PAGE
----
Logan is self-trained and taught himself everything he knows, as he firmly believes that “You are your own Guru.” And he is eager to show you how you, too, can become yours (under his careful guidance, of course).

As his student, you will experience a powerful rebirthing that comes from of the pure poetry of his words as he guides you through his masterful sequences of postures, allowing you to emerge from the chrysalis that is your yoga mat so that you can spread your wings and expand beyond any preconceived ideas of who you once were to take flight into the glorious new life that awaits you outside the walls of this studio.

So come, take class! Be transformed! Discover your pure potential! Live Long and Prosper! And be sure to pre-order Logan’s self-published life-changing new book, Reconnecting To Your Essence: A Sacred Journey Through Your Chakras.

Don’t Let The Yoga Teacher Tell A Pigeon Story


I can only remember three times when I’ve ever rolled up my mat and walked out halfway through a yoga class. Two of these instances were because the room was hotter than a heatwave in Hell, and I felt too dizzy and depleted to continue my practice. The other time had more to do with the teacher’s words and intentions. Now, I’ve suffered through teachers’ nonsensical philosophical musings, crass jokes uttered either for reasons of egotism or shock value, and even annoyingly “cute” stories about how waiting in long lines at Disney World can teach us to cultivate patience just like yoga does (Isn’t it amazing how we find yoga everywhere, guys? Yay!!). But I had to draw the line when I was subjected to a politically charged rant about “evil in the world” and “faith in humanity” while attempting to focus internally in pigeon pose just one day after the Boston Marathon bombing in 2013.

Aside from this particular story hitting way too close to home and coming way too soon for many people in the room, it’s simply intrusive and counterproductive for a yoga teacher to impose his or her strong world views and political opinions on a diverse group of people who are mostly there to de-stress and develop a deeper mind-body connection. I try my hardest to tune out most of these superfluous storytelling moments that can show up in class, whether they’re rather innocuous anecdotes about the Whole Foods parking lot or preachy tirades about God-knows-what. But sometimes the words a teacher chooses to offer beyond alignment cues and mindfulness techniques can become so jarring and take me so far out of the physical experience I’m having in the pose that I seriously consider leaving class early. I can’t honestly remember the finer details of the speech about evildoers and that tragic day in Boston, but I do know that it lasted long enough to convince me that being in that room and listening to that teacher’s uncensored and rather insensitive verbal spewings was not serving me. So I left class feeling unfulfilled, pissed off, and wanting my 18 bucks back.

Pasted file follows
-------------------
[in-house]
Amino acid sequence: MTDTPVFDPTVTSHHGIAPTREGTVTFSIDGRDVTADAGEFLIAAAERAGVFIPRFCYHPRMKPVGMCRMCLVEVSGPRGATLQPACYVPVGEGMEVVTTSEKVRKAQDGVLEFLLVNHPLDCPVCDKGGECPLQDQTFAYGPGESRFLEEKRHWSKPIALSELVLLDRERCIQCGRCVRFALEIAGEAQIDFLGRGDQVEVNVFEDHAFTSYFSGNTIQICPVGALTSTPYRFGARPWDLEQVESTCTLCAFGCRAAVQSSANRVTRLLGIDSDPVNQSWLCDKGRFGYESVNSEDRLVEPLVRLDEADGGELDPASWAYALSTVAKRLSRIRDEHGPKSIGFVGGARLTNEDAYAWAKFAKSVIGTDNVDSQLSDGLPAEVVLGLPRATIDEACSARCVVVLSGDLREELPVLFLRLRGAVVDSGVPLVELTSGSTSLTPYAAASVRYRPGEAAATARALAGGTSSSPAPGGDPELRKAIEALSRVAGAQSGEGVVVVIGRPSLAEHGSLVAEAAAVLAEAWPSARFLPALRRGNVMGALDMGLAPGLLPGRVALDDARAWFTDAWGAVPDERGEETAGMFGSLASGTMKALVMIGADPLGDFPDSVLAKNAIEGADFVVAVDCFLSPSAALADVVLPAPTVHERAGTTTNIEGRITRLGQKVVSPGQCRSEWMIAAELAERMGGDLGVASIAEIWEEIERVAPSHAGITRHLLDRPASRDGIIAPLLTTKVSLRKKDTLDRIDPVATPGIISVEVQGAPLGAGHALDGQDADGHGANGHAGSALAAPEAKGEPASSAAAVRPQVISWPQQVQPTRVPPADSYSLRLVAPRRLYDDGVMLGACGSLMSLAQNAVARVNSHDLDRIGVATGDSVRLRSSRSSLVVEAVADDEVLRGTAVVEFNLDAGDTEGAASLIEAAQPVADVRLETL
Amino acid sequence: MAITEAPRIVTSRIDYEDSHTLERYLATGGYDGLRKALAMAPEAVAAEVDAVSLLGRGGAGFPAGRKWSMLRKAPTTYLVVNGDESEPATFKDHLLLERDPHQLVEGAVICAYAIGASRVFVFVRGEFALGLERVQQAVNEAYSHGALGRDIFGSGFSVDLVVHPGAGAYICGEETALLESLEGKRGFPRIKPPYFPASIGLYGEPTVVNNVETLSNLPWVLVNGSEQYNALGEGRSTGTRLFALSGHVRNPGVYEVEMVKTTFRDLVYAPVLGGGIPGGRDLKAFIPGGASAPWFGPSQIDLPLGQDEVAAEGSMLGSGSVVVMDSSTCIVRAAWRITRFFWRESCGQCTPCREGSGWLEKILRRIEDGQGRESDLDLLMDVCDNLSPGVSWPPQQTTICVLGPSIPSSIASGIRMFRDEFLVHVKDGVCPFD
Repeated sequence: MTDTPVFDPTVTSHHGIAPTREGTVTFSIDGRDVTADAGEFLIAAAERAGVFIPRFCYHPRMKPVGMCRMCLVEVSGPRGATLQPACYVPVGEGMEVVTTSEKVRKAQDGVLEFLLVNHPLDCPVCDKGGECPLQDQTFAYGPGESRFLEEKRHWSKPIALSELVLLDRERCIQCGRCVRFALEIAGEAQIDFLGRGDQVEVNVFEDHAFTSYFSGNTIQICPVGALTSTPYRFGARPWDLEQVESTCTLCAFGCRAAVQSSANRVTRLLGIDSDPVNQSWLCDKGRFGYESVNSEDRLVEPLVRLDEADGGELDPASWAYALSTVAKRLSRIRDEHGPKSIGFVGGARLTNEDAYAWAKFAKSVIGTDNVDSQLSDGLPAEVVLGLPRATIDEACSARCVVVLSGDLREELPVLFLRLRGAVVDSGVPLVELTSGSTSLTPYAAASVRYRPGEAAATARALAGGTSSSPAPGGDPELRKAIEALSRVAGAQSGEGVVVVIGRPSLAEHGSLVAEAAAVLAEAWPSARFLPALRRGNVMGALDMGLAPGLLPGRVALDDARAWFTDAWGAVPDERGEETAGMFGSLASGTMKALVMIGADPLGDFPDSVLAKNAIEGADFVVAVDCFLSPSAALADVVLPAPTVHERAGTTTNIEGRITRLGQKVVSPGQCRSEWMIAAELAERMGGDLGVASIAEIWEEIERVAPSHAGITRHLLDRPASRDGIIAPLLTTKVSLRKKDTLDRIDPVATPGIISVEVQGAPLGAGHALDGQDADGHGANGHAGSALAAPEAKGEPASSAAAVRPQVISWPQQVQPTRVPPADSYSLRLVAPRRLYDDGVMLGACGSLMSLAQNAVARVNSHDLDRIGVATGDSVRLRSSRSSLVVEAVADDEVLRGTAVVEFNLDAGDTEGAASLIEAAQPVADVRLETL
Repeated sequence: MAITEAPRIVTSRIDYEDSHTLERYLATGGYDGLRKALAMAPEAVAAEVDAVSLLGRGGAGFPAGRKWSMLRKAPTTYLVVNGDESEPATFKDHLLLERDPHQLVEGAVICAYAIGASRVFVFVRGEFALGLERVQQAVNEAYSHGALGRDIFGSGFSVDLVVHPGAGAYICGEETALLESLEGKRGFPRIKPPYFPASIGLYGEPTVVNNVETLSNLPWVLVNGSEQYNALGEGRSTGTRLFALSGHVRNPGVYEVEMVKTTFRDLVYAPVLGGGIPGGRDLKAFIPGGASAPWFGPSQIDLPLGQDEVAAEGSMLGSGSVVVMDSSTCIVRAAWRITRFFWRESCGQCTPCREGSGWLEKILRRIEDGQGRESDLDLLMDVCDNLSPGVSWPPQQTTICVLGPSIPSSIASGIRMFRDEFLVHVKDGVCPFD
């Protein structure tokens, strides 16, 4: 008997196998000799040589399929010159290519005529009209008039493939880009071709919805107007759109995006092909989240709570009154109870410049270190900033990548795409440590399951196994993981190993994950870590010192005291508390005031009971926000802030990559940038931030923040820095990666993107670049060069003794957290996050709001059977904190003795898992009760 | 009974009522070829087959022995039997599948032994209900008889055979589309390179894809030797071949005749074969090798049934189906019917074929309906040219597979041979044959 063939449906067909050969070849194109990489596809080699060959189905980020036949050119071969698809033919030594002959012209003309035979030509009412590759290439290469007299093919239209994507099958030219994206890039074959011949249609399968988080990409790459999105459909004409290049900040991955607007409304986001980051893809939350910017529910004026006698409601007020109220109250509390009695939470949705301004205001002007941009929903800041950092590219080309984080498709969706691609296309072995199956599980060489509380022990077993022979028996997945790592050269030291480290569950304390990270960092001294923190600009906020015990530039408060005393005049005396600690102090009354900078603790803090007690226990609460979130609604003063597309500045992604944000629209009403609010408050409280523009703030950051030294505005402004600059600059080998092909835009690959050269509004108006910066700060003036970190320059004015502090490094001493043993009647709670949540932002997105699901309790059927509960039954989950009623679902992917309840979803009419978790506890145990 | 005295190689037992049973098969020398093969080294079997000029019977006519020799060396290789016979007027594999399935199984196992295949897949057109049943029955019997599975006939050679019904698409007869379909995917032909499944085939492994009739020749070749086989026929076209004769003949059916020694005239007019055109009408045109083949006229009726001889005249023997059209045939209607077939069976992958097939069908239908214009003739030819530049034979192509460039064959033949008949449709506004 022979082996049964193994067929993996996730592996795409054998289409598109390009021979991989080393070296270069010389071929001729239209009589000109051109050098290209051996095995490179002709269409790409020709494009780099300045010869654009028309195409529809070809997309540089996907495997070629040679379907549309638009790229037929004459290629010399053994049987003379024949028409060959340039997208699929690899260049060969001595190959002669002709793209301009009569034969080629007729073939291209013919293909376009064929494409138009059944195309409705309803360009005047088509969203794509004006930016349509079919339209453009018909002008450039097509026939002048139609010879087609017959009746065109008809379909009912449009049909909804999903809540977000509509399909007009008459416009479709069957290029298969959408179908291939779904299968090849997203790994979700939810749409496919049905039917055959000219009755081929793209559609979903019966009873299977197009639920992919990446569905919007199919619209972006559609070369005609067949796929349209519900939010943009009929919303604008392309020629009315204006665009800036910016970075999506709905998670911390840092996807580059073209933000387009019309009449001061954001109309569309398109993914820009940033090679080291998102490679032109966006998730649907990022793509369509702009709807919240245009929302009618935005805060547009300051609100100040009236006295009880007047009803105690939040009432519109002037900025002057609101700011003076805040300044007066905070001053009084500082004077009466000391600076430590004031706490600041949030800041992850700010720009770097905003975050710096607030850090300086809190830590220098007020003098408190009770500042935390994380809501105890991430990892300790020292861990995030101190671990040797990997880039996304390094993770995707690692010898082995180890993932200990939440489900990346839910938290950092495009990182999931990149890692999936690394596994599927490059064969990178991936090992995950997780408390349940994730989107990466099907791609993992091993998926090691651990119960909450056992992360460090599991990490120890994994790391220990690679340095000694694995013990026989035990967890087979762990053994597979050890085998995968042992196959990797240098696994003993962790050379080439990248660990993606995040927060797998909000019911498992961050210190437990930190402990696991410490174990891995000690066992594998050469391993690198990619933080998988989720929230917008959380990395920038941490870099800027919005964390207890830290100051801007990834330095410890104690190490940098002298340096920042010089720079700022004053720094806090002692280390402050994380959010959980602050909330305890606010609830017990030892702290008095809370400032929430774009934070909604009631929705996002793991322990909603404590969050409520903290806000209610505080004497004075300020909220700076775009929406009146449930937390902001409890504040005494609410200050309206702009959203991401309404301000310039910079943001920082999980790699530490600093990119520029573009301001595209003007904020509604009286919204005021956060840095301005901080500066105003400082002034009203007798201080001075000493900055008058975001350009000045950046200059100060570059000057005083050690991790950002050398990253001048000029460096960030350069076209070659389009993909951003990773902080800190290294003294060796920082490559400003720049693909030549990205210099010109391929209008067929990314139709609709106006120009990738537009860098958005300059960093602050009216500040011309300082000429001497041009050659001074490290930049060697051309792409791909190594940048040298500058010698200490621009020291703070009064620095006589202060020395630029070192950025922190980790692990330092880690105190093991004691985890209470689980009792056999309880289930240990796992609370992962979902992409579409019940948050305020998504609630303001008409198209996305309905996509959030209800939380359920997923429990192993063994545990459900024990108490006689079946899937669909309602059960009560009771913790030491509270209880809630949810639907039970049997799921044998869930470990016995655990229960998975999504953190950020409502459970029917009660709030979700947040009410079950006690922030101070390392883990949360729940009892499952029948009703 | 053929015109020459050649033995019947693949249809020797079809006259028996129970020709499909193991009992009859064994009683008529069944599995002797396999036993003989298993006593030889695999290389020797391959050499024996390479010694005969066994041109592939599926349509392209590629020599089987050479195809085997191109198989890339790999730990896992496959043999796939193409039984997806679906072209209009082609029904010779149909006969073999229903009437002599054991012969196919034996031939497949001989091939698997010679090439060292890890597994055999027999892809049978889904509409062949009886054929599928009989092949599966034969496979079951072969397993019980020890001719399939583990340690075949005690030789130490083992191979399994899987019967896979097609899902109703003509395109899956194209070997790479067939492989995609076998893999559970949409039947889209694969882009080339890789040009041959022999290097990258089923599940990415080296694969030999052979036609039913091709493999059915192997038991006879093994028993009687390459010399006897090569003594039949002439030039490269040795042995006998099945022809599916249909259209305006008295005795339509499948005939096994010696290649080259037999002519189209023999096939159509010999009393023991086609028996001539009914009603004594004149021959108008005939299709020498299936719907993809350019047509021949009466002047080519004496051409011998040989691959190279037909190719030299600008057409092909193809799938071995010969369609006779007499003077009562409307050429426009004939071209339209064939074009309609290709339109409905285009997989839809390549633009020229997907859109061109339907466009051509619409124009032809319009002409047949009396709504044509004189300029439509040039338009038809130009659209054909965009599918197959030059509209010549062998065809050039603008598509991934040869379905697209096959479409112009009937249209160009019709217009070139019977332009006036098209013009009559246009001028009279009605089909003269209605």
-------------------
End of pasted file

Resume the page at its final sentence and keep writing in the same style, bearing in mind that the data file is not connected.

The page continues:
Now, I’m no stranger to the “pigeon story.” I’m honestly not sure where it originated or grew in popularity, but it was definitely the norm in many of the power classes I took during the mid-late 2000’s, when I was a yoga newbie. While the studio where I did my first training didn’t explicitly teach us to tell personal stories while we held our students in pigeon pose, many of my fellow trainees adopted this teaching technique through osmosis. If you regularly take classes from teachers who like to fill the silence with pseudo-spiritual teachings in the form of anecdotes about Starbucks running out of almond milk or getting stuck in horrendous traffic en route to class, chances are you’ll want to try this technique in your own classes. So, once I got comfortable enough with sequencing and cueing the poses, I made my one and only foray into the world of yoga story time by trying to illustrate some yogic principle through what I thought would be a cute little anecdote about the second graders I worked with. And it totally bombed. I felt awkward and inauthentic, and I wanted to apologize to my students afterward. Needless to say, I’ve never told another pigeon story.

In the wake of my lame ass attempt at a pigeon story, I began to question the necessity and usefulness of this teaching technique. And I came to realize that these anecdotes (or in some cases, speeches) mostly serve to distract students from the oftentimes intense, uncomfortable experience of maintaining stillness in a pose. While a teacher’s positive or humorous words can certainly enhance or ameliorate a student’s experience in a challenging posture, an over-reliance on stories and jokes can become a roadblock to some of the more seriously focused work of the practice. Introspection, meditation, and mindfulness are all the more challenging to put into action when we have to listen to rants about our attachment to smartphones and social media or hear about the latest really cute thing the teacher’s toddler or puppy did. I think it’s great when teachers can bring their unique personalities and experiences into their classes and make personal connections with their students. But I wish some of them would save the excessive chit-chat for the lobby after class and allow us to have what could be the one precious moment of silence and stillness in our day while we’re on the floor with our eyes closed in pigeon pose.